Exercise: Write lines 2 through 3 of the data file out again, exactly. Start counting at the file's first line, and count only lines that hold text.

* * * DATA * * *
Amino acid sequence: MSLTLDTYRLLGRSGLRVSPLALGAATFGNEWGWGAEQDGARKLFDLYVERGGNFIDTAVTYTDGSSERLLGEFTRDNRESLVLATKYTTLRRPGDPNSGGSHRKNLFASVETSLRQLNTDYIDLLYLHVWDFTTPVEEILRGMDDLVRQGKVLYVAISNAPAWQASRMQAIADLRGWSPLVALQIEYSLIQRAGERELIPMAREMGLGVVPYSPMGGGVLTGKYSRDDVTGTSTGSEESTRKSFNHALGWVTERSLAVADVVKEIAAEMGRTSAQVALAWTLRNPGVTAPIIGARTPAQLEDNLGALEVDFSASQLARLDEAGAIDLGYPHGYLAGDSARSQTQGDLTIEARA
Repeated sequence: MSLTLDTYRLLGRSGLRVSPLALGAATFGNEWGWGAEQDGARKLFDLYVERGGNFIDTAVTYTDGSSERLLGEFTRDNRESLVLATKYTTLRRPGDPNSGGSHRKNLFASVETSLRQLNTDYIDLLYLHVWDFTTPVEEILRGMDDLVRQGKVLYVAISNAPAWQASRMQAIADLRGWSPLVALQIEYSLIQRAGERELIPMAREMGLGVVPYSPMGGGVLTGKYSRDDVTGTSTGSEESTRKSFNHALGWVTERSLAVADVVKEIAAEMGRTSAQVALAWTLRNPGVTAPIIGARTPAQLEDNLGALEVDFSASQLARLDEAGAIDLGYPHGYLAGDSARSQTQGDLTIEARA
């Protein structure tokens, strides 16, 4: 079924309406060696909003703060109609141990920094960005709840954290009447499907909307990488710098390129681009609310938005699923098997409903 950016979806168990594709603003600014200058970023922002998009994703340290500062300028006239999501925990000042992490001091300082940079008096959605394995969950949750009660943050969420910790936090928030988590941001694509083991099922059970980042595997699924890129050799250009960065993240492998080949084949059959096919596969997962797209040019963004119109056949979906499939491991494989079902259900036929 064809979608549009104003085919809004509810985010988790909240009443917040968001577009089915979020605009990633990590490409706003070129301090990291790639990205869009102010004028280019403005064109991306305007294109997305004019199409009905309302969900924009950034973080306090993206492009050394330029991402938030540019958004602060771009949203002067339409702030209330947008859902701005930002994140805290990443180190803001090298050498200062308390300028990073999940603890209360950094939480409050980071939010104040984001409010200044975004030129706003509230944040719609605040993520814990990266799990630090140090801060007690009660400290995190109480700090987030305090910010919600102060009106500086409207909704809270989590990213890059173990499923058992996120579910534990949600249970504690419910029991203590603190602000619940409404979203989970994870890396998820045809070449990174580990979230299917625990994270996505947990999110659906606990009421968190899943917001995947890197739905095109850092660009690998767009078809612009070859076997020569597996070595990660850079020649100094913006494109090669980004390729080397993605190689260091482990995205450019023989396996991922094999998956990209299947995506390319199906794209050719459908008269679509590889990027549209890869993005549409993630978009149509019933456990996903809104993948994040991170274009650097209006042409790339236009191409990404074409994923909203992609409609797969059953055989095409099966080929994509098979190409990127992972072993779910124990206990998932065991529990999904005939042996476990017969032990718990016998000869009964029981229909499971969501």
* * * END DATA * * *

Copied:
Repeated sequence: MSLTLDTYRLLGRSGLRVSPLALGAATFGNEWGWGAEQDGARKLFDLYVERGGNFIDTAVTYTDGSSERLLGEFTRDNRESLVLATKYTTLRRPGDPNSGGSHRKNLFASVETSLRQLNTDYIDLLYLHVWDFTTPVEEILRGMDDLVRQGKVLYVAISNAPAWQASRMQAIADLRGWSPLVALQIEYSLIQRAGERELIPMAREMGLGVVPYSPMGGGVLTGKYSRDDVTGTSTGSEESTRKSFNHALGWVTERSLAVADVVKEIAAEMGRTSAQVALAWTLRNPGVTAPIIGARTPAQLEDNLGALEVDFSASQLARLDEAGAIDLGYPHGYLAGDSARSQTQGDLTIEARA
């Protein structure tokens, strides 16, 4: 079924309406060696909003703060109609141990920094960005709840954290009447499907909307990488710098390129681009609310938005699923098997409903 950016979806168990594709603003600014200058970023922002998009994703340290500062300028006239999501925990000042992490001091300082940079008096959605394995969950949750009660943050969420910790936090928030988590941001694509083991099922059970980042595997699924890129050799250009960065993240492998080949084949059959096919596969997962797209040019963004119109056949979906499939491991494989079902259900036929 064809979608549009104003085919809004509810985010988790909240009443917040968001577009089915979020605009990633990590490409706003070129301090990291790639990205869009102010004028280019403005064109991306305007294109997305004019199409009905309302969900924009950034973080306090993206492009050394330029991402938030540019958004602060771009949203002067339409702030209330947008859902701005930002994140805290990443180190803001090298050498200062308390300028990073999940603890209360950094939480409050980071939010104040984001409010200044975004030129706003509230944040719609605040993520814990990266799990630090140090801060007690009660400290995190109480700090987030305090910010919600102060009106500086409207909704809270989590990213890059173990499923058992996120579910534990949600249970504690419910029991203590603190602000619940409404979203989970994870890396998820045809070449990174580990979230299917625990994270996505947990999110659906606990009421968190899943917001995947890197739905095109850092660009690998767009078809612009070859076997020569597996070595990660850079020649100094913006494109090669980004390729080397993605190689260091482990995205450019023989396996991922094999998956990209299947995506390319199906794209050719459908008269679509590889990027549209890869993005549409993630978009149509019933456990996903809104993948994040991170274009650097209006042409790339236009191409990404074409994923909203992609409609797969059953055989095409099966080929994509098979190409990127992972072993779910124990206990998932065991529990999904005939042996476990017969032990718990016998000869009964029981229909499971969501």